Capsicum


James Tyler Kent describes the symptoms of the homeopathic medicine Capsicum in great detail and compares it with other homeopathy remedies. …


Most of the substances that are used on the table as seasoning in foods will in the course of a generation or two be very useful medicines because people poison themselves with these substances, tea, coffee, pepper, and these poisonous effects in the parents cause in the children a predisposition to disease, which is similar to the disease produced by these substances.

In the fat, flabby, red-raced children of beer drinkers and pepper eaters, with poor reaction, a relaxed and flabby constitution, red face and varicose condition, those that have been over stimulated, children of over stimulated men, we find the sphere of Capsicum very often.

Mind: In those constitutions in which the face looks rosy, but it is cold or not warm, and upon close examination the face is seen to be studded with a fine system of capillaries. Plump and round, with no endurance, a false plethora like Calcarea

The end of the nose is red, the cheeks are red, redness over the cheeks, red eyes, easily relaxed individuals. These constitutions react slowly after diseases and do not respond to remedies, a sluggish state, a tired, lazy constitution.

In school girls who cannot study or work, who get home-sick and want to go home. In gouty constitutions, with cracking of the joints and gouty deposits in the joints, stiff joints, clumsy, weak, give out soon. There is sluggishness of the whole economy. They are chilly patients, are sensitive to air, and what to be in a warm room. Even in the ordinary weather the open air causes chilliness. They are sensitive to cold and to bathing.

In the mental state there is no more striking thing than this symptom: homesickness. A sickness like homesickness runs through the remedy and is accompanied by red cheeks and sleeplessness, hot feeling in the fauces, fearfulness. They are oversensitive to impressions, are always looking for an offence or slight; always suspicious and looking for an insult.

Obstinate to the extreme; it is a devilishness. Even if she wants a certain thing she will oppose it if is proposed by some one else. After emotions red cheeks, yet with the red cheeks lack of heat, even with increased temperature; or one cheek pale and the other red, or the cheeks alternate red and pale. Children are clumsy and awkward.

The Capsicum mind is almost overwhelmed by persistent thoughts of suicide. He does not want to kill himself, he resists the thoughts, and yet they persist, and he is tormented by these thoughts.

There are persistent thoughts in many remedies, and it is necessary to distinguish between impulses and desires.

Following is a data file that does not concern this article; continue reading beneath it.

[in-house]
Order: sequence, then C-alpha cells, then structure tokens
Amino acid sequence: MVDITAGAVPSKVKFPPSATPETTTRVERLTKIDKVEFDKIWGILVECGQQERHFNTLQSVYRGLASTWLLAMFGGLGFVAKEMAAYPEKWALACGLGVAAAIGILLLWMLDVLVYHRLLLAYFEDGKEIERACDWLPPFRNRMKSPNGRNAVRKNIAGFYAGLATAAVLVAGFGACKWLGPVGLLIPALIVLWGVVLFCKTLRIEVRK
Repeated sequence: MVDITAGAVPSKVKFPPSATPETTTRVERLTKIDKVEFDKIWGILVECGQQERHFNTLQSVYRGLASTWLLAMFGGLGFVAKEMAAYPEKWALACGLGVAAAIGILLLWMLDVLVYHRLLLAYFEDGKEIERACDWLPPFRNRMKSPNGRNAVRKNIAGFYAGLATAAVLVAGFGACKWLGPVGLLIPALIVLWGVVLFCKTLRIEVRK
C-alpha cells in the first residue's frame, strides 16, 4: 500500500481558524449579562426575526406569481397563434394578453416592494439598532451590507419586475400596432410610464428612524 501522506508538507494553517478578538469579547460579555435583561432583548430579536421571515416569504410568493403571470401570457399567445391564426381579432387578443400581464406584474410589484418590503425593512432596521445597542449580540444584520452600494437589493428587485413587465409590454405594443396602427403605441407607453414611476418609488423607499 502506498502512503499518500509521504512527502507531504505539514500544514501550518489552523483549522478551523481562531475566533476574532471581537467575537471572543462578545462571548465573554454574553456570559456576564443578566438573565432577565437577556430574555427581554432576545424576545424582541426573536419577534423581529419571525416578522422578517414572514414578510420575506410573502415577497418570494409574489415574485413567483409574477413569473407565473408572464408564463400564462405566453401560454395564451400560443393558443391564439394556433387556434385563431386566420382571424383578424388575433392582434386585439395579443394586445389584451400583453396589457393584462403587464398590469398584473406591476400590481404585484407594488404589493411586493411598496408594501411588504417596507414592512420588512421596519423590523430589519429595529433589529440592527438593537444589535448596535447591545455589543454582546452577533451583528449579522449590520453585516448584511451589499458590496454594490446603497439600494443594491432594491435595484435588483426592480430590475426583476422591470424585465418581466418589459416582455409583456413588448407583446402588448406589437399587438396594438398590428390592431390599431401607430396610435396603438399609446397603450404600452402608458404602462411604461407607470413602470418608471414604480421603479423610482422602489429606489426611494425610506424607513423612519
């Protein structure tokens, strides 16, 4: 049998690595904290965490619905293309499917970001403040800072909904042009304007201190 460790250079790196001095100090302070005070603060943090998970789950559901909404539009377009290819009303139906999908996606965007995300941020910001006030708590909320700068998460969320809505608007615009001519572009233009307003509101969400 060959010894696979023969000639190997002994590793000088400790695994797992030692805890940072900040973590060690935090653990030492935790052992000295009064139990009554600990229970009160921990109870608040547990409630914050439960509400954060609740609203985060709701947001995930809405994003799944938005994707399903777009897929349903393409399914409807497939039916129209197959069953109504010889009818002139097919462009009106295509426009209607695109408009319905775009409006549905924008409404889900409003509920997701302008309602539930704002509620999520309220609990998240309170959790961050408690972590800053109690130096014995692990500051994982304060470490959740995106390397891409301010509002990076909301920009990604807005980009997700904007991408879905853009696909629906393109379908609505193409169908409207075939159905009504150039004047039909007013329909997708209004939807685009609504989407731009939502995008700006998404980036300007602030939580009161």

If he desires to have a rope or a knife to commit suicide, that is altogether different from an impulse to commit suicide.

An impulse is sometimes overwhelming and overbalances the mind, and he commits suicide. You should always find out from a patient whether he loathes life and wants to die, or if he has impulses which he wishes to put aside. Some persons lie awake at night and long for death, and there is no reason for it. That is a state of the will, insanity of the will.

In another patient the thoughts jump into his mind and he cannot put them aside, and the thoughts are tormenting. The distinguishing feature of the remedy is often found by differentiating between the two. Desires are of the will; impulses come into the thoughts.

Head: Headaches as if the skull would split when moving the head, when walking or coughing. Feeling as if the head would fly to pieces; holds the head with the hand. Feeling as if the head were large, aggravated by coughing and stepping, ameliorated by lying with the head high.

Bursting pain and throbbing. Headache with pulsation in the forehead and temples. Headache as if the brain would be pressed through the forehead. On stooping, feeling as if the brain would be pressed out, as if the red eyes would be pressed out on stooping.

James Tyler Kent
James Tyler Kent (1849–1916) was an American physician. Prior to his involvement with homeopathy, Kent had practiced conventional medicine in St. Louis, Missouri. He discovered and "converted" to homeopathy as a result of his wife's recovery from a serious ailment using homeopathic methods.
In 1881, Kent accepted a position as professor of anatomy at the Homeopathic College of Missouri, an institution with which he remained affiliated until 1888. In 1890, Kent moved to Pennsylvania to take a position as Dean of Professors at the Post-Graduate Homeopathic Medical School of Philadelphia. In 1897 Kent published his magnum opus, Repertory of the Homœopathic Materia Medica. Kent moved to Chicago in 1903, where he taught at Hahnemann Medical College.